Broadcast Journalism Sequence

The following curriculum is required for students who declared their major before the Fall 2010 semester. Students that declared a major in Journalism during or after Fall 2010 must complete the Department’s new curriculum, found here.

Students who wish to make a career in TV, radio or online journalism as a reporter, anchor, news writer, or producer should follow this course of study:

1. Sequence requirements: (12 credits)
JOU 2501 Broadcast News Writing 3)
JOU 3501 Radio News Reporting (3)
JOU 3502 Television News Reporting (3)

CHOOSE ONE:
JOU 3504 Broadcast News Documentary (3)
JOU 3505 Experimental Journalism (3)
JOU 3506 Broadcast News Producing (3)

2. Recommended sequence electives:
JOU 2551 Broadcast Performance (4)
JOU 3886 Internship (1-3)
JOU 4596 Broadcast Production Practicum – Temple Update (3) W.I.

Minimum Journalism credit hours: 36
Maximum Journalism credit hours: 44

Click here to see a list of all Department of Journalism course descriptions.

Careers in Broadcast Journalism

If you’re thinking about a career in broadcast journalism then you must be a good writer, assertive, curious about everything and LOVE the news. When you get that first job, you won’t make much money. But you’ll be in a small market, so you’ll be able to meet your basic needs. The rewards can come quickly if you’re willing to work very hard.

You may say, I want to get my first job in Philadelphia, the 4th largest U.S. media market. If you want to be “on-air,” the conventional wisdom is to set your sights on smaller markets then work your way up. Most in radio and television news start in small markets. This is your training ground. This is where you can make mistakes. Even those behind-the-scenes in news management (news directors, producers, assignment managers and writers) start in smaller markets.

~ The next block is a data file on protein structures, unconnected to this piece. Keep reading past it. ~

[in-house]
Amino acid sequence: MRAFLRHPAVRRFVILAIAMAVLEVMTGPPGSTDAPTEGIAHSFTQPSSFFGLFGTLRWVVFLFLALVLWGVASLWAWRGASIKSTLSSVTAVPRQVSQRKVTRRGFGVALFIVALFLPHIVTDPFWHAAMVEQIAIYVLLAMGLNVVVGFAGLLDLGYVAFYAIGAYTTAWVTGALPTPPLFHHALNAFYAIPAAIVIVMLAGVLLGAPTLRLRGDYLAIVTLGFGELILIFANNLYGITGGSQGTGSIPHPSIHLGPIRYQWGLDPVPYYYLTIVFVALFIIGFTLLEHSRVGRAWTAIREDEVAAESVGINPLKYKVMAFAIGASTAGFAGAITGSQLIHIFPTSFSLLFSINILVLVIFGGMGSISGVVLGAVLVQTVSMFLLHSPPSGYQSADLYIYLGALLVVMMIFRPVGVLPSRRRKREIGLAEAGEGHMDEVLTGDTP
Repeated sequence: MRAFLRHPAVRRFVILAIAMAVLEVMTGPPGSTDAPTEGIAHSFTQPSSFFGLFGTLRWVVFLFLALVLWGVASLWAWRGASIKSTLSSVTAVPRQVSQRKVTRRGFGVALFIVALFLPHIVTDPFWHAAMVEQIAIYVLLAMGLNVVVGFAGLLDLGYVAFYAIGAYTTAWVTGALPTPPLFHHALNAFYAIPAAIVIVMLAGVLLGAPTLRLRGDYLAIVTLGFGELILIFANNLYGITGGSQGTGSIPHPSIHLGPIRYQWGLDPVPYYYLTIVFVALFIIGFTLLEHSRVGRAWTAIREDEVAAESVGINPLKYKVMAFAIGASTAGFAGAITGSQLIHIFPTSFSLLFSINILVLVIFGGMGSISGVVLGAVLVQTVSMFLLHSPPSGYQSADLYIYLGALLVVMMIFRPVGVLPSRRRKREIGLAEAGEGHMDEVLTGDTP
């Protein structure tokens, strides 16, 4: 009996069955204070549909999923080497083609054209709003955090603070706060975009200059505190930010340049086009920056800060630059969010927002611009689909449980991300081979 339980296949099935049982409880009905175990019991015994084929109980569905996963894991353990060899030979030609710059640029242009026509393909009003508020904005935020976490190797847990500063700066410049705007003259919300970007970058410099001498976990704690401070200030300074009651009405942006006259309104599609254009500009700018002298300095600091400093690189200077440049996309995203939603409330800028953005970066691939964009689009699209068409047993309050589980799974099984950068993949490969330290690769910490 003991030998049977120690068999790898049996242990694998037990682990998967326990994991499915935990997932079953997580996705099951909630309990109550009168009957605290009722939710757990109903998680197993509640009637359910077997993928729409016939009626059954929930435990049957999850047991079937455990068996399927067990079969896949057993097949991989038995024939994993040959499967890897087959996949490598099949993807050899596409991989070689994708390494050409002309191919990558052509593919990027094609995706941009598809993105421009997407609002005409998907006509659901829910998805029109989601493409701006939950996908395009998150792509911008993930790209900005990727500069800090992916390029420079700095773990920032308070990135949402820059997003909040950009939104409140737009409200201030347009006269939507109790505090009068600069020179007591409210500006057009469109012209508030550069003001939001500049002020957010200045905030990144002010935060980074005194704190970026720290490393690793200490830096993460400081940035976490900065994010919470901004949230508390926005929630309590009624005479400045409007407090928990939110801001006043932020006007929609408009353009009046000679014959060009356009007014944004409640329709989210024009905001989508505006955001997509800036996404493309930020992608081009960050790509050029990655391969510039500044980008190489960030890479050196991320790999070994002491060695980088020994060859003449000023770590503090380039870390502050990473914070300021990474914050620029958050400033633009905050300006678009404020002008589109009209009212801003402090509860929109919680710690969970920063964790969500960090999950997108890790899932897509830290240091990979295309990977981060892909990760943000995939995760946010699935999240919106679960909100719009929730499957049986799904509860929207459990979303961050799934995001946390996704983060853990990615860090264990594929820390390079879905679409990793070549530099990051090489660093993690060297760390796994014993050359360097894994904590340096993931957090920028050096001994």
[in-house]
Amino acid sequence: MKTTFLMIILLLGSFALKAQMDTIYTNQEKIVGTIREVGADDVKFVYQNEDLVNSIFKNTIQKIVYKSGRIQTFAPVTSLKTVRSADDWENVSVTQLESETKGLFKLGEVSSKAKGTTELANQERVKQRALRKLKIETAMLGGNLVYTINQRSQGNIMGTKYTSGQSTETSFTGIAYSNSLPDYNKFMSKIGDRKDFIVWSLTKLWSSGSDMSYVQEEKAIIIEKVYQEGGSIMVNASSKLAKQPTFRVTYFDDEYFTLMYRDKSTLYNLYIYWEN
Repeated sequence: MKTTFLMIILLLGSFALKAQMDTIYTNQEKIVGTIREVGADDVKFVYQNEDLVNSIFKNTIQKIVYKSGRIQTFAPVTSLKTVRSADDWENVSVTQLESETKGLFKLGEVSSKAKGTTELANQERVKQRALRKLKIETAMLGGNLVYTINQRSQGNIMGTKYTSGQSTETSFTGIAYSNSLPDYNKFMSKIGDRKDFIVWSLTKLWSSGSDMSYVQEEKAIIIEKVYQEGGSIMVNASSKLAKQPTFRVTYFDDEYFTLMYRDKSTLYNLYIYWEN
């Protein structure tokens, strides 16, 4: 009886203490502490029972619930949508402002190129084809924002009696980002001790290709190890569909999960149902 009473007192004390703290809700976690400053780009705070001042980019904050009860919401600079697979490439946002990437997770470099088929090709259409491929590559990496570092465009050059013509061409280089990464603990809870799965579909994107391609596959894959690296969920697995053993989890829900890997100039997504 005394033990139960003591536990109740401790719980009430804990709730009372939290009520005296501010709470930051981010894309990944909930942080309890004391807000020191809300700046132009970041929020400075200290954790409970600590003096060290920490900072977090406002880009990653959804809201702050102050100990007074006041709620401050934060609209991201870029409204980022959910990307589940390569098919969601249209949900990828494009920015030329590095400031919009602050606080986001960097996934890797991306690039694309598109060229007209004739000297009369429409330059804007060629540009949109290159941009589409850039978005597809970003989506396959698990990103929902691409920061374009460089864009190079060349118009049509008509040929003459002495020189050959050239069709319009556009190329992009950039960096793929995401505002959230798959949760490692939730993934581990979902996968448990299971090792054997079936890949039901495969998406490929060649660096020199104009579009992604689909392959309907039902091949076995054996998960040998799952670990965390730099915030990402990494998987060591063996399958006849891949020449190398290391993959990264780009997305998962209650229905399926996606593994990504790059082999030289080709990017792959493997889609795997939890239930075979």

News Director. This person develops the structure of the radio or TV newsroom and supervises its operation. He or she is responsible for hiring, firing and motivating newsroom personnel and oversees the budget for covering the news.

Assignment Manager/Editor. This person orchestrates the daily news coverage by assigning, coordinating and monitoring news coverage. The Assignment Desk is the hub of news coverage planning and execution. The assignment manager/editor reports to the News Director.

Executive News Producer. This person in larger news operations is responsible for the content and production of all station newscasts. The EP reports to the News Director.

Producer. This person organizes and supervises the overall content and production of each newscast. The producer decides what stories should be included in the newscast and in what order. He or she must decide the best way to present the story through video, sound and graphics. If a station has several newscasts, usually each will have its own producer. And sometimes news segments such as health have designated producers. The producer works closely with the reporters and answers to the Executive News Producer.

Writer. Usually large and some medium size radio and TV news organizations have people designated as writers of news copy. Often jobs as writers can lead to positions as producers or other management jobs.

News Reporter. This person goes where the action is. Every day there are different assignments. A television reporter in a small market may have to develop, shoot, write, report and edit the stories. In larger markets, the reporter will have a camera person to shoot the video and an editor to edit the story. A radio reporter in any market will develop, record, write, report, and edit the stories.

On-air Talent (Anchors). On-air talent or anchors are the most visible and usually the highest paid members of the newsroom. Some talent will write news copy and be involved in the editorial process. An anchor will usually begin his or her career as a reporter.